Are you running toward Goliath?
Updated: Feb 7
By Elaina Simpson, C.S.
You may have heard of the 'David and Goliath' story found in the Bible (I Samuel 17).
David, a young boy from Judah, was ordered by King Saul to fight the Philistine warrior, Goliath. (The picture above is just one I picked out to represent what Goliath may have looked like.) Goliath arrived at battle decked out in the 'latest and greatest' battle weapons and armor. David looked up and told the large Philistine, “You come against me with sword and spear and javelin, but I come against you in the name of the Lord Almighty, the God of the armies of Israel, whom you have defied." All David had was a little slingshot and some stones in his pocket.
In this story, Goliath can represent many things- But it's helped me to think of Goliath representing and symbolizing David's fear. When teaching this story to a young class in Sunday School, I noticed an interesting part of the story. It said, "David ran quickly toward the battle line to meet him." David, the boy who had doubts about being able to fight this warrior, actually ended up running toward the fear. Needless to say, David won.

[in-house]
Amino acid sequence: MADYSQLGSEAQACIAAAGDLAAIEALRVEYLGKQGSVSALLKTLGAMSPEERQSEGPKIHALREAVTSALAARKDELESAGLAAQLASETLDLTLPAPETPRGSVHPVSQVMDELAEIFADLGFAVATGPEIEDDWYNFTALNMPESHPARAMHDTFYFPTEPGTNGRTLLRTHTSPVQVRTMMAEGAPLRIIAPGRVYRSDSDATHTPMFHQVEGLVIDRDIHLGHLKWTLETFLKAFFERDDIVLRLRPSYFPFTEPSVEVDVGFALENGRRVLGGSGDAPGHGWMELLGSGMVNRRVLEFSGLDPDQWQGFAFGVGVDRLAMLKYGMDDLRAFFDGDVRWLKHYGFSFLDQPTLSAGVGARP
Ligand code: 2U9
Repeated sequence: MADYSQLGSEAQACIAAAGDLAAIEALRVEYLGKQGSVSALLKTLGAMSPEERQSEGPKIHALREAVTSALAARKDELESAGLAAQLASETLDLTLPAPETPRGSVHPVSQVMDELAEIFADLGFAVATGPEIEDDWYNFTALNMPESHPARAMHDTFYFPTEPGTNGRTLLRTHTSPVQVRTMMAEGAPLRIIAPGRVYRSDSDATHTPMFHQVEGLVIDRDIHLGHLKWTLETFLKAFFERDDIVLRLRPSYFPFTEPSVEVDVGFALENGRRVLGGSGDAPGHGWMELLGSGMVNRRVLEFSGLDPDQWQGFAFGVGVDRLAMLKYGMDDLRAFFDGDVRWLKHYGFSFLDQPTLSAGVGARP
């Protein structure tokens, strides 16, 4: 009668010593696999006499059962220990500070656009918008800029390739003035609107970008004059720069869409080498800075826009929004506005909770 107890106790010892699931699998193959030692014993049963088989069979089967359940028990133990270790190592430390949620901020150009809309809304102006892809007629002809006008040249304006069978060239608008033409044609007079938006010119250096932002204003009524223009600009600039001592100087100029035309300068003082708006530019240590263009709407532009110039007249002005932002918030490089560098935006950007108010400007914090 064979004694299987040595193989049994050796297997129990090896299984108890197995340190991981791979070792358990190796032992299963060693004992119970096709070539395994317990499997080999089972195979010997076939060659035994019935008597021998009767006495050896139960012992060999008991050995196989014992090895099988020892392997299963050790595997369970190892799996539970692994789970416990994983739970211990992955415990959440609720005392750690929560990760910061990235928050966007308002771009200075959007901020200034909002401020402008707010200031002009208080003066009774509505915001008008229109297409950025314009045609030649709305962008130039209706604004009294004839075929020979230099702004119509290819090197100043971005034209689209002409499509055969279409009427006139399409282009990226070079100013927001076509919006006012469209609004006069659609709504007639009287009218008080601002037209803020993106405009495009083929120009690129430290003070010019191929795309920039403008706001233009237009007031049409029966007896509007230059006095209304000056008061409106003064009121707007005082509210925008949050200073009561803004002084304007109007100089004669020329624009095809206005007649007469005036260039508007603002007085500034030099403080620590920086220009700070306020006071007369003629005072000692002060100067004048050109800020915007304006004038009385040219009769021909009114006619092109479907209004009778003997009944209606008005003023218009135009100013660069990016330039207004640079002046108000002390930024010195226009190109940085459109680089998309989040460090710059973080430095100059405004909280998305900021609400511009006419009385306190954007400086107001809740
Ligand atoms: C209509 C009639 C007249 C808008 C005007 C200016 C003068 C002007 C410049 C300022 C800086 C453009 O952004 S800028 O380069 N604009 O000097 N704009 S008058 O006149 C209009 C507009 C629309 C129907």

He could run toward the fear/challenge because he knew it would not overtake him. With the promise of Love's (God's) allness, he was protected and knew that fear had no power to hinder him. David remembered what King Saul said to him: "Go, and the Lord be with you.” This is really the only armor we need when combatting any situation that may make us fearful.
While there is much more to dive into with this story, let's stick with this particular lesson: When we are doing what's right, we can run towards the fear and face it because it has no power. If there is any "Goliath" in your thinking let's run towards that fear, knowing its powerlessness. Whether it's a fear of the future, fear of being alone, fear of what others think, fear of the unknown, fear of a bad outcome... Surrendering to God's allness rather than to fear, we realize fear has no power to make one feel stuck or stopped in their tracks. Knowing fear's powerlessness and nothingness, you can be fearless and bravely run toward it. You know it has no power to win or to defeat you.
When a challenge feels too big, too scary, or undefeatable, one can hold to what David knew. Love is with you. When David knew this, he realized he didn't really have a battle to fight at all. The war was already won.
Here's to conquering those "Goliaths!"
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